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  1. Eric Portis

    While it’s easy to get distracted about the size and quality of an image, and how we might choose to serve it, often the simplest solution is not to include it at all.

    My point is we’re not in dire need of urgent change. Find a design style that is suitable for the Web and not overly reliant on raster graphics.

    This kind of talk gets my goat. I know the web is a primarily text-based medium; has been, likely always will be. It’s hyperTEXT after all. But when I read these “web aesthetic” discussions I feel the need to fight for rich media—video, audio, images—as a first class citizen on the web. I dream someday such things will be as easy to describe, serve, and consume on a wide array of devices as a page full of paragraphs is today.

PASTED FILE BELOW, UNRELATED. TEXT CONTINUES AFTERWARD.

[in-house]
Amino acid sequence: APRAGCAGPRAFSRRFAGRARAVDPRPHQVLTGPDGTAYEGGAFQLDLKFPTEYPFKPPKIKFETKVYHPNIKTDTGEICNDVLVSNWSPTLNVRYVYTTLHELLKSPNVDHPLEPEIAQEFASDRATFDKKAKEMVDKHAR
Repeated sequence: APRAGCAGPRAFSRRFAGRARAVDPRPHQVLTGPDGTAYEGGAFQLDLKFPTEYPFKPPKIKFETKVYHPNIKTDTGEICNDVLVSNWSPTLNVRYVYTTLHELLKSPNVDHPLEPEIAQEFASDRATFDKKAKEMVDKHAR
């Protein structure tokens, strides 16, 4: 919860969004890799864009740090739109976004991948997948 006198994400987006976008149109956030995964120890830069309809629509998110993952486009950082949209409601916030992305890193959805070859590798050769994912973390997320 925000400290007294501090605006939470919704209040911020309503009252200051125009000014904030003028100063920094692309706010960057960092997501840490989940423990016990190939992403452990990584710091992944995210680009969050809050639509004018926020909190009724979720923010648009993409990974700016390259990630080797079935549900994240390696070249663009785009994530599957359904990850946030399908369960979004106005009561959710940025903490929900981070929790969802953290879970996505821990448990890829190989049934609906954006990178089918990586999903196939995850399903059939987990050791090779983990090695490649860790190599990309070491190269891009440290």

You can’t tell the story of the web without Flickr, YouTube, MP3s, image maps, gifs, 4chan, or Les Horribles Cernettes.

    Efficient, universal delivery of rich media is a very hard problem with all kinds of dimensions—technical, legal, social—and we’re a long way from that dream, but don’t suggest we fix our broken arm by cutting it off.